Secondary cultivations (Definition And Examples)




These are concerned with the production of a good seed bed and involve the use of one or more of the following tractor-mounted or tractor drawn implements, often referred to as cultivation machinery.

A) Disc harrows

This implement consists of a number of concave discs which are mounted on a frame in sets or 'gangs'. They can be set at various angles to the direction of travel, the greater the angle, the more the soil is disturbed.
T discs rotate as they are drawn through the soil, breaking down the larger lumps or clods. They do not expose trash or weeds which have been buried by primary cultivation machinery if they are properly used.

B) Seed harrows

This type of harrow has tines which are about 10-15 cm in length, bolted on to a frame. The tines break down the soil to the depth of the tine penetration. For heavy soils, the tines may be curved to aid soil Penetration Light seed harrows are used for covering and mixing in seed with the surface soil, they may also be used to suppress the growth of annual weeds.

C) Cultivators

These implements may be either mounted or trailed and are solidly constructed; the heavy duty rigid tines being bolted on to a strong frame. The tines are drawn through the soil at the required depth, breaking up the larger lumps of soil and bringing buried weeds and trash to the surface where they will be exposed to desiccation by the sun. The effectiveness of this operation depends on the curvature of the tines or the angle or rake at whichtine-cultivators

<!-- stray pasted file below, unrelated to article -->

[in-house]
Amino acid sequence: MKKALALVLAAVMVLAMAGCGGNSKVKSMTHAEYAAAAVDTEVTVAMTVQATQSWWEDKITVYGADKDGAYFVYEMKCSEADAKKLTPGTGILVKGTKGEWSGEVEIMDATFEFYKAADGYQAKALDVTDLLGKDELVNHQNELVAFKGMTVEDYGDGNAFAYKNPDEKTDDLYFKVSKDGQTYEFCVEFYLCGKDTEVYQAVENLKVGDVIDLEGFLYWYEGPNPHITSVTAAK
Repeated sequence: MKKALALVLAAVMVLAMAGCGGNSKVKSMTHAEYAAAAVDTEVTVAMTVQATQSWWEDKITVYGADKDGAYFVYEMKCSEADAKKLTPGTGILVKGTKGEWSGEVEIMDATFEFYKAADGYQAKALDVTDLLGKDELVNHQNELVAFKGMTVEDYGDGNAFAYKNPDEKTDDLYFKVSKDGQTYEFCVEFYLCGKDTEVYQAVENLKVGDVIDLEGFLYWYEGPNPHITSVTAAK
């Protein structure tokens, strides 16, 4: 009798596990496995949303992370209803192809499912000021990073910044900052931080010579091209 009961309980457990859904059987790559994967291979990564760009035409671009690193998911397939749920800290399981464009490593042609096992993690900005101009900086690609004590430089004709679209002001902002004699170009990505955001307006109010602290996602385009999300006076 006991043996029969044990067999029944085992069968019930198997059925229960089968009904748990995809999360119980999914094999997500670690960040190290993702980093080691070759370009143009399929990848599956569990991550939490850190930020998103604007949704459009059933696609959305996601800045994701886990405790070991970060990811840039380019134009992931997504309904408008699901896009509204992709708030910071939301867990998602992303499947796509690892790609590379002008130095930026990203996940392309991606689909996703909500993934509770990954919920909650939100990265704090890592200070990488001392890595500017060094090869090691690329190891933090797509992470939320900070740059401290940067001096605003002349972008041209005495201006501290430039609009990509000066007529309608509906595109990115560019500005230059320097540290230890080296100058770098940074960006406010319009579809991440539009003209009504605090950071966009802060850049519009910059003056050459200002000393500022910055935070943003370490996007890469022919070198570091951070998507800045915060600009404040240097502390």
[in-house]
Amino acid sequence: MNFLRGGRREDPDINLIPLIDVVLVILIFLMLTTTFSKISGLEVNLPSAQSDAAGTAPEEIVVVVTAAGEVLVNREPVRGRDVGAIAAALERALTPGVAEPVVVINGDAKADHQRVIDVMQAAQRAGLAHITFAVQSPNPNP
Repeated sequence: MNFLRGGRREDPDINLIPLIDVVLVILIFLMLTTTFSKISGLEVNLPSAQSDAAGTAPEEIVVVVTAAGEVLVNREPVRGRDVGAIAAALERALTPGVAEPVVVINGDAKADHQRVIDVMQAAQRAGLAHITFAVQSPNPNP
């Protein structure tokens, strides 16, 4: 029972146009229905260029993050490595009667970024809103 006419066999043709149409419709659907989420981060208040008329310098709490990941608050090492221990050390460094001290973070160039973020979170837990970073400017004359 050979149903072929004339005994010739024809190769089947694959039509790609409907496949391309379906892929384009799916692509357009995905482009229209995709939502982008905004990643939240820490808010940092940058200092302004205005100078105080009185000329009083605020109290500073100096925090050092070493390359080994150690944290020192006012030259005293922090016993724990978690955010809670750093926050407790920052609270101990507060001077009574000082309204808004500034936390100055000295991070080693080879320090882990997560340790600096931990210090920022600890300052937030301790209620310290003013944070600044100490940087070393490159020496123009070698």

D) Spring tine-cultivators

The C-shaped tines of this implement are made of tempered steel and have replaceable points or tips.
They are usually mounted on a frame similar to that used for cultivators but smaller models may be bolted on to a harrow frame. The angle of the curved tines can be adjusted and locked into the required position.
Spring tine cultivators are useful for the rapid preparation of a seed bed since the vibrating movement of the tines as they are pulled through the soil effectively breaks down the larger lumps.

E) Rotary cultivators

These are available as either trailed or tractor-mounted versions, two-wheeled rotavators are also commonly used for small scale operations, such as intensive vegetable growing. The basic principle of operation of all types of rotary cultivator is similar, tines or L-shaped blades are fitted to a rotor shaft which revolves in the same direction as the tractor wheels. The tines or blades break up the surface soil to a fine tilth and may penetrate to 20 cm in depth; the degree of fineness of the soil crumbs is governed by the forward speed of the machine in relation to the speed of the rotor shaft which is operated by a separate gearbox. The overall effect of a rotary cultivator is similar to the combined effect of ploughing and cultivating; surface mulch or trash is chopped up and mixed with the soil and large clods are broken down into smaller particles.


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